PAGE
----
What made a big difference was the open door policy we had. Anyone who wanted to come backstage could, and it was never a problem. I don't know whether other bands did that. It was good for us to meet people who had come to see the group and converse with them, ask them 'What's it like in your town? What, there are no clubs here? So what do you do?' It was about sharing information and it was good to know what was going on out there, and how people were dealing with their lives. And that spread right across the world.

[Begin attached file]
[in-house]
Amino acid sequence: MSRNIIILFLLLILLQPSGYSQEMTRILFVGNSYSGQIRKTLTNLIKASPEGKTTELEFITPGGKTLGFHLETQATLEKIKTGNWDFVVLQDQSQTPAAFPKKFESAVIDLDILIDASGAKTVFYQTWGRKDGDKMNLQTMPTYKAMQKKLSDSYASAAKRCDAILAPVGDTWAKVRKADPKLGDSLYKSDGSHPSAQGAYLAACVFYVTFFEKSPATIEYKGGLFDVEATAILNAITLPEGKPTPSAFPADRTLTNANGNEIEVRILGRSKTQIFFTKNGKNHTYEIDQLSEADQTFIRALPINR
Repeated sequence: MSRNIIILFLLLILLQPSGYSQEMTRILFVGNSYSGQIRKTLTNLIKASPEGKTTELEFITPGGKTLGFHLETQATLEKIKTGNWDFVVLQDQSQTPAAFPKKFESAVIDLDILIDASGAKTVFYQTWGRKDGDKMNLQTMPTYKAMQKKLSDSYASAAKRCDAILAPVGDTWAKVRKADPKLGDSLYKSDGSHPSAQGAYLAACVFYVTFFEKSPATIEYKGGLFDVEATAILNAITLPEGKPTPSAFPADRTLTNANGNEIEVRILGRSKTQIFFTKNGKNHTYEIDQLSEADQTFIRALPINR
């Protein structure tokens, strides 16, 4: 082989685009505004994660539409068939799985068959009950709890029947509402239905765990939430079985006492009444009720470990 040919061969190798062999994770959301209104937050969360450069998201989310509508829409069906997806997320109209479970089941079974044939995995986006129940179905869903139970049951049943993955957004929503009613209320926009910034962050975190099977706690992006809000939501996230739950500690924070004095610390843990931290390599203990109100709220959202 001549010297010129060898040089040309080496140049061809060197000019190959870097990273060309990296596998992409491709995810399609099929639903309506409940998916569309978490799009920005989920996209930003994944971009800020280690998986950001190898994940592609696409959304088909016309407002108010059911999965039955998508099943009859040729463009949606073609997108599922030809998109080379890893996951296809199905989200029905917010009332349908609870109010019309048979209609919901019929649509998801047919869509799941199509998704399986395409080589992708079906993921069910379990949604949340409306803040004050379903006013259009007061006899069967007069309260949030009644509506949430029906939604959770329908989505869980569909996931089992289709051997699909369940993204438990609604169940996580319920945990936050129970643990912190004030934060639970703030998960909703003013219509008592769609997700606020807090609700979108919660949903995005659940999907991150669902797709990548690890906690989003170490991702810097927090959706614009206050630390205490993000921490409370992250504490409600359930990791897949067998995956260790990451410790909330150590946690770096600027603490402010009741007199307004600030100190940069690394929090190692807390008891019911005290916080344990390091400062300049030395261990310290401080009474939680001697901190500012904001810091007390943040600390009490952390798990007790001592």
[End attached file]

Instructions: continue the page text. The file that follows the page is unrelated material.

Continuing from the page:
I've got one thing to say about being the bass player … I didn't want the role of being Entwhistle or Bill Wyman, stuck in the background. That's too depressing and if that was what I'd been offered with The Clash I would've turned it down. Maybe that's the nature of the job, or has been in the past; the bass player as the one that held the fort, so to speak, along with the drummer, letting every body else go lunatic.
But, y'know — why can't we all be lunatics?